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May 28, 2017 Fellowship

Please turn with me to Acts 2:41-42.

 

So those who received his word were baptized, and there were added that day about three thousand souls.

 

42 And they devoted themselves to the apostles’ teaching and the fellowship, to the breaking of bread and the prayers. [1]

 

It had been less than 50 days since the Lord Jesus had risen from the dead and was seen by his disciples. It had been less than 10 days since the Lord Jesus ascended into heaven before their very eyes, after having appeared to them several times during the previous 40 days, teaching them and encouraging them. The Jewish feast of Pentecost was at hand and the Apostle Peter had just delivered the very first gospel sermon to a large crowd.

 

Verse 41 says that “those who received his word were baptized.” About three thousand were baptized that day. We should take note of two things. Not all received his word. Some heard and did not believe. If the apostle Peter, filled with the Holy Spirit, an eyewitness to the resurrection, could not get all to believe then do not have high expectations of yourselves when you share the gospel. Not all are going to believe. We are not called to get people to believe. We are only called to tell them the good news that God has made available through the Lord Jesus. Your word, no matter how feeble, will be effective to whom the Spirit wills.

 

Secondly, see the response of those who received Peter’s word: they were baptized. This is the divine order of things. One believes and repents (vs. 38) and then one is baptized. One is not baptized as a baby and then, maybe 20 years later, believes and repents. That is backwards. More, the response that is called for is not raising your hand “with your eyes closed” (a common admonition in modern evangelism), coming forward to an altar, or saying a prayer. The apostolic directed response to the gospel is repentance and baptism.

 

[I.] In verse 42 we see the results of changed lives. Let me tell you, there are many in our day and age who say some kind of prayer and are assured by some evangelist that they are “saved” and, afterwards, they seldom read their Bibles and seldom meet with other believers. That is prima fascia evidence that their hearts were never regenerated by the Holy Spirit. It was just an empty profession.

 

In verse 42 we see the outworking of a transformed heart. As far as activity is concerned, one who becomes a true disciple of the Lord Jesus will manifest the practices we see here.

 

[A.] They will devote themselves to the apostles’ teaching. Where do we find the apostles’ teaching today? We find the apostles’ teaching today in the pages of the New Testament. One of the strongest evidences of experiencing rebirth, of “being saved” in the common vernacular, is a deep, abiding hunger for God’s word.  A person who has been born again will long for God’s word. They will be reading and studying their Bibles, especially the New Testament.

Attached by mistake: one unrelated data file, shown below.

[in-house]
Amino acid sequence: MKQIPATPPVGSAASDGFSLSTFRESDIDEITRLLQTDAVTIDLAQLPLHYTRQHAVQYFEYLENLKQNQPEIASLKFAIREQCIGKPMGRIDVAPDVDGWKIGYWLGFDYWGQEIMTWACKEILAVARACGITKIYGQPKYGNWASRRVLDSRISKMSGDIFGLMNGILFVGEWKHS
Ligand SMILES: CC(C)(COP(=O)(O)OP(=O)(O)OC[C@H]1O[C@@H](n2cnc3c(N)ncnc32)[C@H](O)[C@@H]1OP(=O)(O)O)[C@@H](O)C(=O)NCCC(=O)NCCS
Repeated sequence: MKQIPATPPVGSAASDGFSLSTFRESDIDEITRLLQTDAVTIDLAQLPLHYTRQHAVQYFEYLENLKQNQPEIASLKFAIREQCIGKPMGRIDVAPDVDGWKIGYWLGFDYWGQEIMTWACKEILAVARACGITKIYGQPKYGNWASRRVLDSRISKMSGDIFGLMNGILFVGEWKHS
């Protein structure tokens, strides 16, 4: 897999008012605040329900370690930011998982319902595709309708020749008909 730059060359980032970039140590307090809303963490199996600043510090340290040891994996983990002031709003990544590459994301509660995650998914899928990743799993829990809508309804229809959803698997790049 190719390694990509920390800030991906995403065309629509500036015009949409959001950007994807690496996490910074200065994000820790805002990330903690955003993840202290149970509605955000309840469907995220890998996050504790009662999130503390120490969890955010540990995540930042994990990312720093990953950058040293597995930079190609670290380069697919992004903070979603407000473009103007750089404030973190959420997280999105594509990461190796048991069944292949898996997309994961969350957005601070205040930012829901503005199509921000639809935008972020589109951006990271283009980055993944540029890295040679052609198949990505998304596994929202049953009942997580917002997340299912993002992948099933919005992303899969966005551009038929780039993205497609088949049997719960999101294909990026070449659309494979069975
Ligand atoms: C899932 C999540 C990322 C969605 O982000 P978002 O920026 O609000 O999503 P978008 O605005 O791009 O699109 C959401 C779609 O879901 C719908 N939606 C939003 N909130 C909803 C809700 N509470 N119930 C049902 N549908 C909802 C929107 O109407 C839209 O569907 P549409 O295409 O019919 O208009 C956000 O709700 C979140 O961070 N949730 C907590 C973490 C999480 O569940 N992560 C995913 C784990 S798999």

I recall that when I first repented of my sins and believed on the Lord. Immediately, I yearned to know what God had spoken with great eagerness. I read by Bible every day after I got done with my duties. How can someone who truly loves their Father in heaven not want to know his will? Show me someone who would rather watch TV or surf the internet than read God’s word and I will show you someone who probably has not been born again. Do not hear what I am not saying. I am not saying that you cannot watch TV or explore the internet. I am saying if that is what you are mostly doing and you seldom read God’s word then you have reason to question your own standing.

 

A person who has been touched by God’s Spirit to genuinely receive the gospel will devote themselves to the apostles’ teaching.

 

[B.] They will devote themselves to the breaking of bread. What does “breaking bread” mean? It can mean the Lord’s Table. Most evangelical churches practice taking the Lord’s Supper either weekly or monthly. Our church partakes of it on a monthly basis. The phrase “breaking of bread” also is an expression that means sharing a meal together. Which does it mean here? The Lord’s Table or sharing a meal? Do you know how we answer any question that asks, “What does this mean?” It is by looking at the context. Context is king! Context keeps us from getting weird.

 

Just a very few verses later, in verse 46, we read:

 

And day by day, attending the temple together and breaking bread in their homes, they received their food with glad and generous hearts, (ESV)